1.We are deceived by looking on the outside of things. We suppose ourselves to be roughly much worse than Y, whom all acknowledge a decent sort of person, and certainly(though we should not claim it out loud) better than the abominable X...We imply, and often believe, that habitual vices are exceptional single acts, and make the opposite mistake about our virtues-like a bad tennis player who calls his normal form his 'bad days' and mistakes his rare successes for his normal...
 2.  ...We feel ourselves to be involved in a iniquitous social system and to share a corporate guilt...For corporate guilt cannot be, and certainly is not, felt wit hthe same force as personal guilt...
 3. We have a strange illusion that mere time cancels sin...
4. We must guard against the feeling that there is 'safety in numbers'. It is natural to feel that if all men are as bad as the Christians say, then badness must be very excusable. 
 5. The larger society to which I here contrast the human 'pocket' may not exist according to some people, and at any rate we have no experience of it. We do not meet angels, or unfallen races...From considering how the cruelty of our ancestors looks to us, you may get some inkling on how our softness, worldliness, and timidity would have looked to them, and hence how both must look to God.
6. ...we have become so[an increasingly cruel age] in an attempt to reduce all virtues to kindness. For Plato rightly taught that virtue is one. You cannot be kind unless you have all the other virtues.
7. The Holiness of God is something more and other than moral perfection: His claim upon us is something more and other than the claim of moral duty. I do not deny it: but this conception, like that of corporate guilt, is very easily used as an evasion of the real issue. God may be more than moral goodness: He is not less. The to to the promised land runs past Sinai. The moral law may exist to be transcended: but there is not transcending it for those who have not first admitted its claims upon them, and then tried with all their strength to meet that claim, and fairly and squarely faced the fact of their failure.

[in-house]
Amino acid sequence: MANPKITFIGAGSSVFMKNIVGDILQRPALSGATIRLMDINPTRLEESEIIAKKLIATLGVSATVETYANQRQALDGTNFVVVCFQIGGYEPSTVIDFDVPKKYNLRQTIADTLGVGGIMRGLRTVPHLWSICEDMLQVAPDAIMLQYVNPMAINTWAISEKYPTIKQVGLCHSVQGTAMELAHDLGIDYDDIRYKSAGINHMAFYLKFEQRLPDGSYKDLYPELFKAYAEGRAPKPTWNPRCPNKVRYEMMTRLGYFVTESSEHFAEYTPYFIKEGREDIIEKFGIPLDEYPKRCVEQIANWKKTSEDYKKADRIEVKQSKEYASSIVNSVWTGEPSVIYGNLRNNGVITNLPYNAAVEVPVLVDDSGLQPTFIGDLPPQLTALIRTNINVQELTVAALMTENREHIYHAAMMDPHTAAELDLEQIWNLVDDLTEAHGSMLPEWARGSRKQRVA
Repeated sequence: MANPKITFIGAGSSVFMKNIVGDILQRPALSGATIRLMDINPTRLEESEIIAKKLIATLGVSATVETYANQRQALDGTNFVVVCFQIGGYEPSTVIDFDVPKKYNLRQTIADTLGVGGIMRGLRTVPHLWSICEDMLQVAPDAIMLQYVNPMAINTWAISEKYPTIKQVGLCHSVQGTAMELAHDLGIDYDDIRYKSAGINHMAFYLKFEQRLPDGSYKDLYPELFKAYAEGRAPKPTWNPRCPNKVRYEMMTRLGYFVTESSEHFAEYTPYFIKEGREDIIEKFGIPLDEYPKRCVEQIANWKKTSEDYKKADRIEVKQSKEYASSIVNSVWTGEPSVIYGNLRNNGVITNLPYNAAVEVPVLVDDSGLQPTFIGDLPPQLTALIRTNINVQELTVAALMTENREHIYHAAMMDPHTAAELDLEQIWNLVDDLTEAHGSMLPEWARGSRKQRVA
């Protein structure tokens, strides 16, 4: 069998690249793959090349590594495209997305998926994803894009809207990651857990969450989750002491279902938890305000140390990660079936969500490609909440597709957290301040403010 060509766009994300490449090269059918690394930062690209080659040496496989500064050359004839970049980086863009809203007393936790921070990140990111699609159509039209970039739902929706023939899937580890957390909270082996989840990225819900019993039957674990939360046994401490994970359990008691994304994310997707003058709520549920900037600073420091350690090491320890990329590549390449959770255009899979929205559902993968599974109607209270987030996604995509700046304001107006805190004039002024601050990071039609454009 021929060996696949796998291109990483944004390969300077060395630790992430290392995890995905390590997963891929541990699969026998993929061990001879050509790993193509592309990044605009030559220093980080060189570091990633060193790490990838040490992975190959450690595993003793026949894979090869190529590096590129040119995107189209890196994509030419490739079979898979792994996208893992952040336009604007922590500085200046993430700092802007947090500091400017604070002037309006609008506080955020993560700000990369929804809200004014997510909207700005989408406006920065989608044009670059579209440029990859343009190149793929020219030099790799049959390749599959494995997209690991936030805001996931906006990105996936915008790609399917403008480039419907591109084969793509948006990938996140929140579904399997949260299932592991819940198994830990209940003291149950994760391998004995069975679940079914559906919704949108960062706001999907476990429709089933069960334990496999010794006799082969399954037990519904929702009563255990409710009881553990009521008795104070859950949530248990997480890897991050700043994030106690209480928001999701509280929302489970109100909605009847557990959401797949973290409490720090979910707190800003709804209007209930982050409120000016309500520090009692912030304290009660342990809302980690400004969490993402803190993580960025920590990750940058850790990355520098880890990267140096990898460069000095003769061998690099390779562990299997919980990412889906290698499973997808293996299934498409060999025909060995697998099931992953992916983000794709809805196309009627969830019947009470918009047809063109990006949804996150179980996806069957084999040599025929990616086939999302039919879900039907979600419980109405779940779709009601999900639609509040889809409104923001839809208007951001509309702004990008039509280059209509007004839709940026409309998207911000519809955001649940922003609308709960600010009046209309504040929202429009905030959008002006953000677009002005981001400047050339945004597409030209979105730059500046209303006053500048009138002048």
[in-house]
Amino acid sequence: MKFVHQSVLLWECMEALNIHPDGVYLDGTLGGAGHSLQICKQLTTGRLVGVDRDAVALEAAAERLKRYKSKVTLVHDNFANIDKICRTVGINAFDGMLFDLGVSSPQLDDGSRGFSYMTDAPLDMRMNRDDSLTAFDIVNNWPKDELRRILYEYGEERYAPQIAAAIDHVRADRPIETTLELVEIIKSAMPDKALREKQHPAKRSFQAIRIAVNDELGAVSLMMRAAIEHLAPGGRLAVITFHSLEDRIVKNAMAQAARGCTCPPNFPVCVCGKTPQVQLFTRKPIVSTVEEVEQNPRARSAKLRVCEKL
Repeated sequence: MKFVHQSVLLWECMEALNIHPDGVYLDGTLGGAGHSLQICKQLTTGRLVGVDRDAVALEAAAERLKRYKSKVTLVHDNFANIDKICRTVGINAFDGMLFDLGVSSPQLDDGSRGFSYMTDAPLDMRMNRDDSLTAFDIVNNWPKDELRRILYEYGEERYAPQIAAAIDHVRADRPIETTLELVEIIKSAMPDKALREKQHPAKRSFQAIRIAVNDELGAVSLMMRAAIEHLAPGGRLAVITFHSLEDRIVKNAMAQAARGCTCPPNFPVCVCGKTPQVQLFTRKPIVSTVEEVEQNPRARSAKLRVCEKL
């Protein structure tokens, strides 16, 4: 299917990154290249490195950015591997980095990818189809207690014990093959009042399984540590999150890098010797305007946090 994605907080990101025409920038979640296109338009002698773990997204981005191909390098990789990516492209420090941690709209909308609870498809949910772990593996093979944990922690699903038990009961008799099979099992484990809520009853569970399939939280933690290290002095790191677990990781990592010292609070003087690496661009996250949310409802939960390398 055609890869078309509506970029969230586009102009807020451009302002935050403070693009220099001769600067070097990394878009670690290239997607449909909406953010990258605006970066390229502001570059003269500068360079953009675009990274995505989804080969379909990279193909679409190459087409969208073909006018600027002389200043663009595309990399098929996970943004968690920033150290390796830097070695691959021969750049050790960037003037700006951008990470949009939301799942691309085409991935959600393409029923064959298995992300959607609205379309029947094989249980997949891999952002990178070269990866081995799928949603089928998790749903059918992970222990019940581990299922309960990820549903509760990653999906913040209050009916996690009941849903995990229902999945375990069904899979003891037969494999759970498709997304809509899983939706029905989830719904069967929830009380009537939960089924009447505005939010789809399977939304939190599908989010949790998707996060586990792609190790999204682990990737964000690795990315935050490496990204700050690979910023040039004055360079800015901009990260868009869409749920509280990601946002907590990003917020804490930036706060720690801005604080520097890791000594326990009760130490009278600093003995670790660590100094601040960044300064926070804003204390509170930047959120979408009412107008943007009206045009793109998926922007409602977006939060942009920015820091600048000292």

8. Many schools of thought encourage us to shift the responsibility for our behavior from our own shoulders to some inherent necessity in the nature of human life, and thus, indirectly, to the Creator.
This has been a mere summation of just one part of the the beautiful book that is The Problem of Pain...
I have this tendency to want to connect all the things I've ever read, EVER, in my mind, so I hope it made as much sense for you as if did for me... I apologize if the road trip was long, at the very least is was scenic.


The Daily Lewis: 04/06/2012

Actually, as concerns recent developments in my own life, and more generally THE ENTIRE WORLD, I do deviate from Lewis, and give thee Madeleine L'Engle in his stead this day,

"If Jesus was a threat to Herod two thousand years ago, he is still a threat today, because he demands that we see ourselves as we really are, that we drop our smug, self-protective devices, that we become willing to live the abundant life he calls us to live." -The Rock That is Higher

Any thoughts?
I think it is also significant as Easter approaches(two days).

Have a blessed Good Friday. 

The Daily Lewis: 04/05/2012

Rather short today, as Easter approaches and my computer time becomes ever the more self-restricted and sparse. (I'm working on a bigger post, well, two actually, but not both on here.)

For you edification: 

"Either it is a mere twist in the human mind, corresponding to nothing objective and serving no biological function, yet showing no tendency to disappear from that mind at its fullest development in poet, philosopher, or saint, or else it is a direct experience of the really supernatural, to which the name Revelation might properly be given." -The Problem of Pain

Any thoughts?